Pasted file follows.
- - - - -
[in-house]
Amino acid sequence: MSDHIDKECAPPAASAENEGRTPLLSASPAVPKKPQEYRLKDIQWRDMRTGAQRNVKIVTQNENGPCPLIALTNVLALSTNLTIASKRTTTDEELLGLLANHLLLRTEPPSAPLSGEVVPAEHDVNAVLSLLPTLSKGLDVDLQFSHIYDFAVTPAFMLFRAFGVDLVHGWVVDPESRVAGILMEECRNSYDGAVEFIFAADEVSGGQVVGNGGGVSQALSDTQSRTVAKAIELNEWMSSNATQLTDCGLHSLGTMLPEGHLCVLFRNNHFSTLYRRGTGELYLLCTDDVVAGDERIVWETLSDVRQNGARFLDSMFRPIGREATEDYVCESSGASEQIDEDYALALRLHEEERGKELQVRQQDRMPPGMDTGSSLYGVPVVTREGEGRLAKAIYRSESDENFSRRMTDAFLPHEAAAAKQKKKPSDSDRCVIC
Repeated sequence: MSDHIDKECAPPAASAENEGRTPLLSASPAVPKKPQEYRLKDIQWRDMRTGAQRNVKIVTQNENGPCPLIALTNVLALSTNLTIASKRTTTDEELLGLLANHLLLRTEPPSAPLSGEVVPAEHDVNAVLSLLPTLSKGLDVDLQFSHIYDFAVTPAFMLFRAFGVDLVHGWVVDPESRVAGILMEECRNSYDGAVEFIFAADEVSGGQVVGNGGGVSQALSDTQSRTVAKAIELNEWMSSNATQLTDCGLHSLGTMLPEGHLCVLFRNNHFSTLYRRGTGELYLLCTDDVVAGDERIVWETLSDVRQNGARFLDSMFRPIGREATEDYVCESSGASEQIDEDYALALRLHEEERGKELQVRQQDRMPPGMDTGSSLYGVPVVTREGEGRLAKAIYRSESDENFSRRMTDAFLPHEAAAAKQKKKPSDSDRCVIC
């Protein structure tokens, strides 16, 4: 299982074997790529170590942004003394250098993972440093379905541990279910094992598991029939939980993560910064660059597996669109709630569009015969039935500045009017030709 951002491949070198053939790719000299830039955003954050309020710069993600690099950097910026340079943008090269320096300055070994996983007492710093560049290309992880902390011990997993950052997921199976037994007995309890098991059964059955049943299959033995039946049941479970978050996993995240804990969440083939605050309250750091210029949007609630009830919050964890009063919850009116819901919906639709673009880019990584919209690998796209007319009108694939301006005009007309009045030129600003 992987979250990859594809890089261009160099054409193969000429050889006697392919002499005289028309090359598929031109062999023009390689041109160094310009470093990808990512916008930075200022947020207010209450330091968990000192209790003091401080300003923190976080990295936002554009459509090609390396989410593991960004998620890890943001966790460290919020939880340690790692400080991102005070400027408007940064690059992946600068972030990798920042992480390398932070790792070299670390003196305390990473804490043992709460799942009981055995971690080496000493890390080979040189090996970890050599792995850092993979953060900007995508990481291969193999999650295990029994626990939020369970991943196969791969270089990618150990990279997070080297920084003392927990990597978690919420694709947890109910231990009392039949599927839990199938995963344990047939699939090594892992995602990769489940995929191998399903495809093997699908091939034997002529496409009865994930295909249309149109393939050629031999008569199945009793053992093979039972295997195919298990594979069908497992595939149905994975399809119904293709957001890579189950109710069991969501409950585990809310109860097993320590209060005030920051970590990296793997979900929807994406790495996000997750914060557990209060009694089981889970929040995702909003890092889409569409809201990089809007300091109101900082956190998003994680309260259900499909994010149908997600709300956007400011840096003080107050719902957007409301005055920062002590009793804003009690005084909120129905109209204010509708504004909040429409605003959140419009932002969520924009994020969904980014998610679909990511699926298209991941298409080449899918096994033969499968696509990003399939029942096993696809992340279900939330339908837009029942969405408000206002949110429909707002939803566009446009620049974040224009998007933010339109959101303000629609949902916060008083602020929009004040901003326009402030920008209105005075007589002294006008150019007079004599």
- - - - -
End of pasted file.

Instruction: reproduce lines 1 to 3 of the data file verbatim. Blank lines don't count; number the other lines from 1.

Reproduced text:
[in-house]
Amino acid sequence: MSDHIDKECAPPAASAENEGRTPLLSASPAVPKKPQEYRLKDIQWRDMRTGAQRNVKIVTQNENGPCPLIALTNVLALSTNLTIASKRTTTDEELLGLLANHLLLRTEPPSAPLSGEVVPAEHDVNAVLSLLPTLSKGLDVDLQFSHIYDFAVTPAFMLFRAFGVDLVHGWVVDPESRVAGILMEECRNSYDGAVEFIFAADEVSGGQVVGNGGGVSQALSDTQSRTVAKAIELNEWMSSNATQLTDCGLHSLGTMLPEGHLCVLFRNNHFSTLYRRGTGELYLLCTDDVVAGDERIVWETLSDVRQNGARFLDSMFRPIGREATEDYVCESSGASEQIDEDYALALRLHEEERGKELQVRQQDRMPPGMDTGSSLYGVPVVTREGEGRLAKAIYRSESDENFSRRMTDAFLPHEAAAAKQKKKPSDSDRCVIC
Repeated sequence: MSDHIDKECAPPAASAENEGRTPLLSASPAVPKKPQEYRLKDIQWRDMRTGAQRNVKIVTQNENGPCPLIALTNVLALSTNLTIASKRTTTDEELLGLLANHLLLRTEPPSAPLSGEVVPAEHDVNAVLSLLPTLSKGLDVDLQFSHIYDFAVTPAFMLFRAFGVDLVHGWVVDPESRVAGILMEECRNSYDGAVEFIFAADEVSGGQVVGNGGGVSQALSDTQSRTVAKAIELNEWMSSNATQLTDCGLHSLGTMLPEGHLCVLFRNNHFSTLYRRGTGELYLLCTDDVVAGDERIVWETLSDVRQNGARFLDSMFRPIGREATEDYVCESSGASEQIDEDYALALRLHEEERGKELQVRQQDRMPPGMDTGSSLYGVPVVTREGEGRLAKAIYRSESDENFSRRMTDAFLPHEAAAAKQKKKPSDSDRCVIC